Gomez's Q4 SOHO/Micro Banker Scorecard* and related customer research reveal that re-purposed consumer Web banking offerings can serve SOHO and micro businesses quite well. But it also shows that banks are just starting to roll out online features and services these customers--small business with under $1 million in revenues--demand most.
Bank of America's Online Banking with Bill Pay offering took top Scorecard honors, followed closely by Key, Fleet and Bank One (see ranking below). Bank of America took top honors in part because it has rolled out check imaging to almost all states and presents a clean small-business view of its products and services in its public site area while maintaining a consistent look and feel within a secure account management area that seamlessly covers all products, including credit cards.
To better understand our Scorecard findings we examined the four most demanded SOHO/Micro business banking features revealed in our recent customer research report "Improving and Growing Small Business Web Banking." These features, ranked in order of the number of Scorecard banks offering each, include:
1) Combined views of personal and business accounts.
SOHO and Micro customers want to view their personal and business accounts together and banks appear to be listening. Over two-thirds SOHO/Micro Scorecard banks offer this feature. Many banks use the same front end for SOHO and Micro customers as they do for consumers and also the same back-end platforms, so it is not usually difficult to support a single view of personal and business accounts where there is common ownership. Further, in most instances where banks offer a common view of personal and business accounts, they also offer the ability to move funds between these accounts.
2) Credit cards.
Gomez finds that SOHO/Micro customers who use Web banking are particularly likely to hold a credit card with their primary deposit institution. These customers are better served if they can manage their credit cards while managing the rest of their relationship with the bank. But roughly half of Scorecard banks allow customers to pay off their credit cards with a transfer instead of a bill payment. More allow transfers to a loan, even though SOHO/Micro customers are more likely to have a credit card with their bank than a loan. Among banks that do offer integrated credit card functionality, Bank of America does so seamlessly, and even allows for online cash advances against the credit card.
3) Online imaging of checks and statements.
Document imaging, in particular of checks or statements, is a top priority for SOHO and Micro customers, as it is for larger small businesses and also consumers. But only four of 15 Scorecard banks offer online check imaging. Of these four, Bank of America, Bank One and UBOC only started offering online check imaging this year. Wachovia has offered check imaging for longer. Only Key and UBOC offer an online version of the monthly statement.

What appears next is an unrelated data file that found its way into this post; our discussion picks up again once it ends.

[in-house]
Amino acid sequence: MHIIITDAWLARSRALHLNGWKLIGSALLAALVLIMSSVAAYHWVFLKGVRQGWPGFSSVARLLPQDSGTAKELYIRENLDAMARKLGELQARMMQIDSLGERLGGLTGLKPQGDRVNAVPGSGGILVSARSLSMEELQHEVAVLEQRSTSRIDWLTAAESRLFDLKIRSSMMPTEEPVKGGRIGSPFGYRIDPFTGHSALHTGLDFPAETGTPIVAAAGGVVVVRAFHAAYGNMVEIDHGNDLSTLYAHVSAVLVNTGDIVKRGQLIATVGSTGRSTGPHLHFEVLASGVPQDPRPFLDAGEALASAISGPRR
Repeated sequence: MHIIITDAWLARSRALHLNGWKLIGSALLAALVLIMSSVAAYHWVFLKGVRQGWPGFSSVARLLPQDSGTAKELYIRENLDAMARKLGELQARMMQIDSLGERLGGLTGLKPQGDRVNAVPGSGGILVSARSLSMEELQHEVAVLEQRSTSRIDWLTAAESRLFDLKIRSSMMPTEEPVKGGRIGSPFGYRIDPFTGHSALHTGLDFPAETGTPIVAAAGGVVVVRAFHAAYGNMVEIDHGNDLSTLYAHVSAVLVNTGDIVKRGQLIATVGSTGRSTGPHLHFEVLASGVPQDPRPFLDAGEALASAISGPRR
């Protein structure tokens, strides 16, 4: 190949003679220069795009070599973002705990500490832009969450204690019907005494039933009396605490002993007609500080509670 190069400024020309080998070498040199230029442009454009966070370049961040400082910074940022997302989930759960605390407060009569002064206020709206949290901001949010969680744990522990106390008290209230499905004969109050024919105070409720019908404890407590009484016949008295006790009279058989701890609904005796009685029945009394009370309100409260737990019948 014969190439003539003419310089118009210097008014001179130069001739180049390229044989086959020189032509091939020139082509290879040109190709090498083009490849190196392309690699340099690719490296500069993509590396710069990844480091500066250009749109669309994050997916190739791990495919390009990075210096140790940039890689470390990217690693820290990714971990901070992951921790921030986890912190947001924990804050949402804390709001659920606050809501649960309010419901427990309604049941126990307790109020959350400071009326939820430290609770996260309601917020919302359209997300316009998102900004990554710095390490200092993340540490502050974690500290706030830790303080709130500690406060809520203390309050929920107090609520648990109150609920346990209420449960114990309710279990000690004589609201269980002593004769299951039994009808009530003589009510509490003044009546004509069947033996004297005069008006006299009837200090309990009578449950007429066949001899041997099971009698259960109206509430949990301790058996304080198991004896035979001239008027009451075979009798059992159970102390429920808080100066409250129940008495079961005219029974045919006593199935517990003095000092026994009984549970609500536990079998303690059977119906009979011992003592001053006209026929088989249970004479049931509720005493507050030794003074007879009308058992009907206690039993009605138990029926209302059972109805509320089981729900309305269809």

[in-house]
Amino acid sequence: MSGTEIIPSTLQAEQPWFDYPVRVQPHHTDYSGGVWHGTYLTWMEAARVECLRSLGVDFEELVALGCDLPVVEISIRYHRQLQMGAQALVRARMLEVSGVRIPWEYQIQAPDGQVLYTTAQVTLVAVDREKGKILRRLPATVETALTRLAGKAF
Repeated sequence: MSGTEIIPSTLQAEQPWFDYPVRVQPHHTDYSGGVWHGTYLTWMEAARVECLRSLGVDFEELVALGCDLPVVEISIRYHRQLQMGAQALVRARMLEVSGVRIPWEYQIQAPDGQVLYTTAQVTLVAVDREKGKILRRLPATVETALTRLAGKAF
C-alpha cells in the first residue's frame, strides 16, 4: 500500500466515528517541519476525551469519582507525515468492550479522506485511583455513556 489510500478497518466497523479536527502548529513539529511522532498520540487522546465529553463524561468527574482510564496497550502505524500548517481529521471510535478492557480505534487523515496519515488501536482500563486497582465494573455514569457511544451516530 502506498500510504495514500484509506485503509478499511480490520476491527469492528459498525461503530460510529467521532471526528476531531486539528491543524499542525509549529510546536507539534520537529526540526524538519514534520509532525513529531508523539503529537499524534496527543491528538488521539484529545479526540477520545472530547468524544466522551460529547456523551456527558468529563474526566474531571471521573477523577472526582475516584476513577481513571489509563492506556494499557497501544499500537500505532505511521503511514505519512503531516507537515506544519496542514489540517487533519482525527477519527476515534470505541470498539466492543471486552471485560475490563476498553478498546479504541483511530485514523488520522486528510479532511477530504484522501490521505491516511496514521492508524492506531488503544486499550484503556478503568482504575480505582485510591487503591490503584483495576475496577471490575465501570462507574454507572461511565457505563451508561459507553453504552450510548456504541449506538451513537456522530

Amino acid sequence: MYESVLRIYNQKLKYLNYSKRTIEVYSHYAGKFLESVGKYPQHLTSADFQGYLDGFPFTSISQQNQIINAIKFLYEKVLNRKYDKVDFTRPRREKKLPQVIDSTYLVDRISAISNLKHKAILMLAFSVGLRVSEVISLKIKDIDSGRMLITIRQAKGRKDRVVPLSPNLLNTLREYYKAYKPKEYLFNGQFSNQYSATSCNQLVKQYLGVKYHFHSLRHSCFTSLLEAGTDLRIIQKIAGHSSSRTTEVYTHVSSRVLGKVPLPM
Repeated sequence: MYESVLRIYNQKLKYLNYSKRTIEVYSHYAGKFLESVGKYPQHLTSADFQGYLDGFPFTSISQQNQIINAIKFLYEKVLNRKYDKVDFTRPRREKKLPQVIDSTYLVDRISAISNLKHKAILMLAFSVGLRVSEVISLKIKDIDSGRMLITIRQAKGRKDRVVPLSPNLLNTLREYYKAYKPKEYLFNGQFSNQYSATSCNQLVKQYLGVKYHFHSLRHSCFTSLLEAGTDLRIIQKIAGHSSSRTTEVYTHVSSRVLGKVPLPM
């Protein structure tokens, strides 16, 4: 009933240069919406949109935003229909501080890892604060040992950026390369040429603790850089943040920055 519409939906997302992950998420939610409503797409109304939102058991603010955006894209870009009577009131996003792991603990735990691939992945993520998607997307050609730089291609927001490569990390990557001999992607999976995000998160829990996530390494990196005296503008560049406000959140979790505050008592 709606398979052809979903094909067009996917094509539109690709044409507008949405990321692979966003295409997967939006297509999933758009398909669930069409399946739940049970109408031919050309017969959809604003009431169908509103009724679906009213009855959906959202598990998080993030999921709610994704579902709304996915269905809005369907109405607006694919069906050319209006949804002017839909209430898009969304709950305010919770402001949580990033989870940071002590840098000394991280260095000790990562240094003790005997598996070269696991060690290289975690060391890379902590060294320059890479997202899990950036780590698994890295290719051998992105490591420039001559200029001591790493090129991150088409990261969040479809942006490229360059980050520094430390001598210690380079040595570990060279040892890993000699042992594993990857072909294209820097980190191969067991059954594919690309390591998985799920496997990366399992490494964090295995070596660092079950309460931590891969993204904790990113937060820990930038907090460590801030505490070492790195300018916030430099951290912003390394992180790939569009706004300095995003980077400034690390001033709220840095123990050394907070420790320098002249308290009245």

Those banks launching online statements should keep in mind both HTML and PDF as statement formats. HTML formats allow customers to answer their own questions about their statements more easily, while PDF formats allow customers to see exactly the document that would come in the mail and also better set up paper suppression. Several banks have or are planning to offer customers the ability to view statements in either format.
4) E-mail alerts.
SOHO and Micro customers, along with larger small business customers and consumers, are very interested in account-based discretionary e-mail alerts. But such services are in short supply from Scorecard banks. While a couple offer e-mail alerts around bill presentment and bill payment, only Bank One offers account-based e-mail alerts, and Bank One only started doing so recently.
This slow rate of up-take means SOHO/Micro banking is lagging consumer banking and credit card services when it comes to account-based discretionary e-mail alerts. For instance, Citibank offers this service to cardholders and consumer deposit holders but not to small business customers. Maintaining Perspective
While the online services larger businesses demand and use can extend a consumer-based offering past its breaking point (and therefore mandate a completely different design), Gomez finds banks are able to serve the SOHO/Micro market well with re-purposed offerings. All of the in-demand features discussed above can fit comfortably within a re-purposed retail offering.
Meanwhile, many features that might strain a SOHO/Micro-oriented service based on a bank's retail offering aren't in strong demand among SOHO/Micro customers to make building an entirely new offering a worthwhile near-term priority. For example, smaller small business customers show little interest in multi-user access and have somewhat less (though still present) interest in alternatives to bill payment (such as wires) than do larger small business customers.
The SOHO/Micro Banker Scorecard
Top Ranked Sites (Score)
1. Bank of America (6.59) 2. Key (6.21) 3. Fleet (6.19) 4. Bank One (6.08) 5. Chase (5.89) 6. Wells Fargo (5.41) 7. Citibank (5.37) 8. UBOC (5.33) 9. LaSalle (4.89) 10. US Bank (4.79) 11. Wachovia (4.72) 12. National City (4.42) 13. PNC (4.02) 14. Comerica (4:00) 15. Sun Trust (3.51)
Chris Musto is Vice President of Research at Gomez, Inc., an Internet Quality Measurement firm in Waltham, MA. For more insights on Growing and Improving Small Business Web Banking contact Chris at [email protected]
*The SOHO/Micro Banker Scorecard is comprised of the fifteen largest banks by commercial and industrial loans as of Q2 2001 that offer Web small business banking. At banks maintaining two Web small business banking sites, we examined offerings targeted at SOHO and Micro customers. As a result, some banks offer online services targeted at larger small businesses or at middle-market customers that contain functionality not credited here.